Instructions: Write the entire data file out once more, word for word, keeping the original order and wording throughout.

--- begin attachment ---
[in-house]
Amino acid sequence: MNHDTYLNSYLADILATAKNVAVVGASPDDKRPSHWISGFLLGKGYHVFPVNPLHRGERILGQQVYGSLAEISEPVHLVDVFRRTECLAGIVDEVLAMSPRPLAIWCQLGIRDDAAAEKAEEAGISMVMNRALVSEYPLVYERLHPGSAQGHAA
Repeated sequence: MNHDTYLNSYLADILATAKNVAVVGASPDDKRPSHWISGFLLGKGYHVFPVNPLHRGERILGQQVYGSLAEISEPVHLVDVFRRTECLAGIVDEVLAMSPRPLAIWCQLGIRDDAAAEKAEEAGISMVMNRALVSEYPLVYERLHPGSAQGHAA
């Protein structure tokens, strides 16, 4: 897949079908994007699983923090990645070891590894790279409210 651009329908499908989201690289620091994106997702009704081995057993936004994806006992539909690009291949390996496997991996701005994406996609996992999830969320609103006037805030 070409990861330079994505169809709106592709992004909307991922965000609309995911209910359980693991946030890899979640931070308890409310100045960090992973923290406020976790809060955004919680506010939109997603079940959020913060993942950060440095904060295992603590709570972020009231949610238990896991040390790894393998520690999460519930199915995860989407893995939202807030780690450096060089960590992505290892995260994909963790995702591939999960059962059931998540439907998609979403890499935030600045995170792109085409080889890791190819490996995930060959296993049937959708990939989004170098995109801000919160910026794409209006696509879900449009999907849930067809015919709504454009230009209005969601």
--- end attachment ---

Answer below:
[in-house]
Amino acid sequence: MNHDTYLNSYLADILATAKNVAVVGASPDDKRPSHWISGFLLGKGYHVFPVNPLHRGERILGQQVYGSLAEISEPVHLVDVFRRTECLAGIVDEVLAMSPRPLAIWCQLGIRDDAAAEKAEEAGISMVMNRALVSEYPLVYERLHPGSAQGHAA
Repeated sequence: MNHDTYLNSYLADILATAKNVAVVGASPDDKRPSHWISGFLLGKGYHVFPVNPLHRGERILGQQVYGSLAEISEPVHLVDVFRRTECLAGIVDEVLAMSPRPLAIWCQLGIRDDAAAEKAEEAGISMVMNRALVSEYPLVYERLHPGSAQGHAA
């Protein structure tokens, strides 16, 4: 897949079908994007699983923090990645070891590894790279409210 651009329908499908989201690289620091994106997702009704081995057993936004994806006992539909690009291949390996496997991996701005994406996609996992999830969320609103006037805030 070409990861330079994505169809709106592709992004909307991922965000609309995911209910359980693991946030890899979640931070308890409310100045960090992973923290406020976790809060955004919680506010939109997603079940959020913060993942950060440095904060295992603590709570972020009231949610238990896991040390790894393998520690999460519930199915995860989407893995939202807030780690450096060089960590992505290892995260994909963790995702591939999960059962059931998540439907998609979403890499935030600045995170792109085409080889890791190819490996995930060959296993049937959708990939989004170098995109801000919160910026794409209006696509879900449009999907849930067809015919709504454009230009209005969601």